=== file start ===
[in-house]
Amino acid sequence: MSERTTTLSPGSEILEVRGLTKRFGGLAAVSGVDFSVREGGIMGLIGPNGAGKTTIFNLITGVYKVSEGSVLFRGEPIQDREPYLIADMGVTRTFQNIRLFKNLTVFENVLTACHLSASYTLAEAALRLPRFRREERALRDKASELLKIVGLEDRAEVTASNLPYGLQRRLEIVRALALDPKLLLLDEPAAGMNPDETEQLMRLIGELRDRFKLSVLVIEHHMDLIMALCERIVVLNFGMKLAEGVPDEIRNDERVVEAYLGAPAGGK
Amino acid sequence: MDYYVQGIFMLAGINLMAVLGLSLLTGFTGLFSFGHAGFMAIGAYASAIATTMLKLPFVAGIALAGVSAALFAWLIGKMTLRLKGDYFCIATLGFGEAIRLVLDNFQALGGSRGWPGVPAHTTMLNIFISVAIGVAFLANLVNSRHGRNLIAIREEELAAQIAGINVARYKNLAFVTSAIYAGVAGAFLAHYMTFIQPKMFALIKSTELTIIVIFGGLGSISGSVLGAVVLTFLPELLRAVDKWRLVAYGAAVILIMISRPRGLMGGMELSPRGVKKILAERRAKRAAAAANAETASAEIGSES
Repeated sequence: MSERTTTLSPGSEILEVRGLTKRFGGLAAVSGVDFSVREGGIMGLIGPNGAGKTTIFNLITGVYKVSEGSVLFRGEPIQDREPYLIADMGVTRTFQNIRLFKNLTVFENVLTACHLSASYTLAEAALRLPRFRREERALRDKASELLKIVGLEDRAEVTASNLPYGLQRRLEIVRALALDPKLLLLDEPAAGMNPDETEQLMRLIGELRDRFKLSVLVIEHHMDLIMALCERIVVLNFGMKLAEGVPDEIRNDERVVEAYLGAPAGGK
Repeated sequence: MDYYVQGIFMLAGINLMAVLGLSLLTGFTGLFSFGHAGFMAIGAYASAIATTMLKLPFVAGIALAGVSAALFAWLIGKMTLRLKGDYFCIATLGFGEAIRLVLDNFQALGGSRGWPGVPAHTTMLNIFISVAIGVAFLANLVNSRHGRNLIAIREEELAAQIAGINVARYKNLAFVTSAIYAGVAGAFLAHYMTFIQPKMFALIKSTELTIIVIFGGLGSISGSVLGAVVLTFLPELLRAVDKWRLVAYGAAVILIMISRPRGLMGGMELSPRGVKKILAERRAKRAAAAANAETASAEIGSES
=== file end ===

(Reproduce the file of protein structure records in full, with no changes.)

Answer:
[in-house]
Amino acid sequence: MSERTTTLSPGSEILEVRGLTKRFGGLAAVSGVDFSVREGGIMGLIGPNGAGKTTIFNLITGVYKVSEGSVLFRGEPIQDREPYLIADMGVTRTFQNIRLFKNLTVFENVLTACHLSASYTLAEAALRLPRFRREERALRDKASELLKIVGLEDRAEVTASNLPYGLQRRLEIVRALALDPKLLLLDEPAAGMNPDETEQLMRLIGELRDRFKLSVLVIEHHMDLIMALCERIVVLNFGMKLAEGVPDEIRNDERVVEAYLGAPAGGK
Amino acid sequence: MDYYVQGIFMLAGINLMAVLGLSLLTGFTGLFSFGHAGFMAIGAYASAIATTMLKLPFVAGIALAGVSAALFAWLIGKMTLRLKGDYFCIATLGFGEAIRLVLDNFQALGGSRGWPGVPAHTTMLNIFISVAIGVAFLANLVNSRHGRNLIAIREEELAAQIAGINVARYKNLAFVTSAIYAGVAGAFLAHYMTFIQPKMFALIKSTELTIIVIFGGLGSISGSVLGAVVLTFLPELLRAVDKWRLVAYGAAVILIMISRPRGLMGGMELSPRGVKKILAERRAKRAAAAANAETASAEIGSES
Repeated sequence: MSERTTTLSPGSEILEVRGLTKRFGGLAAVSGVDFSVREGGIMGLIGPNGAGKTTIFNLITGVYKVSEGSVLFRGEPIQDREPYLIADMGVTRTFQNIRLFKNLTVFENVLTACHLSASYTLAEAALRLPRFRREERALRDKASELLKIVGLEDRAEVTASNLPYGLQRRLEIVRALALDPKLLLLDEPAAGMNPDETEQLMRLIGELRDRFKLSVLVIEHHMDLIMALCERIVVLNFGMKLAEGVPDEIRNDERVVEAYLGAPAGGK
Repeated sequence: MDYYVQGIFMLAGINLMAVLGLSLLTGFTGLFSFGHAGFMAIGAYASAIATTMLKLPFVAGIALAGVSAALFAWLIGKMTLRLKGDYFCIATLGFGEAIRLVLDNFQALGGSRGWPGVPAHTTMLNIFISVAIGVAFLANLVNSRHGRNLIAIREEELAAQIAGINVARYKNLAFVTSAIYAGVAGAFLAHYMTFIQPKMFALIKSTELTIIVIFGGLGSISGSVLGAVVLTFLPELLRAVDKWRLVAYGAAVILIMISRPRGLMGGMELSPRGVKKILAERRAKRAAAAANAETASAEIGSES